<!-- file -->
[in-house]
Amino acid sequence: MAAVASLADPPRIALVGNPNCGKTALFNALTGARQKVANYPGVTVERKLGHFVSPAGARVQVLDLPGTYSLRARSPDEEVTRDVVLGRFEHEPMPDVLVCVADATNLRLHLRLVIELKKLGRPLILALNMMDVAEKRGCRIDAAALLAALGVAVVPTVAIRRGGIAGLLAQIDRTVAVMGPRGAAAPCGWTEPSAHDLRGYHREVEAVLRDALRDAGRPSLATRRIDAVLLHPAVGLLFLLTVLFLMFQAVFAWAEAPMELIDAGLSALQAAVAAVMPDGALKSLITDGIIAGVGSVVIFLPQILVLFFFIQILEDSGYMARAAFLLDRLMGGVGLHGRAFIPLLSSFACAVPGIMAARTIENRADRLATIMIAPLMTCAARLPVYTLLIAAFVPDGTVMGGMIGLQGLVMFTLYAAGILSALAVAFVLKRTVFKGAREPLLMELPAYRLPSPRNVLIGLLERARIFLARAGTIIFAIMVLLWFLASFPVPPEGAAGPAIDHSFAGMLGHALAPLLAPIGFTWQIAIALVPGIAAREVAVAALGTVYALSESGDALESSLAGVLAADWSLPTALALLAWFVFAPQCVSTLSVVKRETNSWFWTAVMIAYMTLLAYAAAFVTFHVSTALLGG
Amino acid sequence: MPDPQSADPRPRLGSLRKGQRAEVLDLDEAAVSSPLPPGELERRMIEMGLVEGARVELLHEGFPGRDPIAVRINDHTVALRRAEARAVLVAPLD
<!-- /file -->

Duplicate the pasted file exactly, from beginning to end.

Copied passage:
[in-house]
Amino acid sequence: MAAVASLADPPRIALVGNPNCGKTALFNALTGARQKVANYPGVTVERKLGHFVSPAGARVQVLDLPGTYSLRARSPDEEVTRDVVLGRFEHEPMPDVLVCVADATNLRLHLRLVIELKKLGRPLILALNMMDVAEKRGCRIDAAALLAALGVAVVPTVAIRRGGIAGLLAQIDRTVAVMGPRGAAAPCGWTEPSAHDLRGYHREVEAVLRDALRDAGRPSLATRRIDAVLLHPAVGLLFLLTVLFLMFQAVFAWAEAPMELIDAGLSALQAAVAAVMPDGALKSLITDGIIAGVGSVVIFLPQILVLFFFIQILEDSGYMARAAFLLDRLMGGVGLHGRAFIPLLSSFACAVPGIMAARTIENRADRLATIMIAPLMTCAARLPVYTLLIAAFVPDGTVMGGMIGLQGLVMFTLYAAGILSALAVAFVLKRTVFKGAREPLLMELPAYRLPSPRNVLIGLLERARIFLARAGTIIFAIMVLLWFLASFPVPPEGAAGPAIDHSFAGMLGHALAPLLAPIGFTWQIAIALVPGIAAREVAVAALGTVYALSESGDALESSLAGVLAADWSLPTALALLAWFVFAPQCVSTLSVVKRETNSWFWTAVMIAYMTLLAYAAAFVTFHVSTALLGG
Amino acid sequence: MPDPQSADPRPRLGSLRKGQRAEVLDLDEAAVSSPLPPGELERRMIEMGLVEGARVELLHEGFPGRDPIAVRINDHTVALRRAEARAVLVAPLD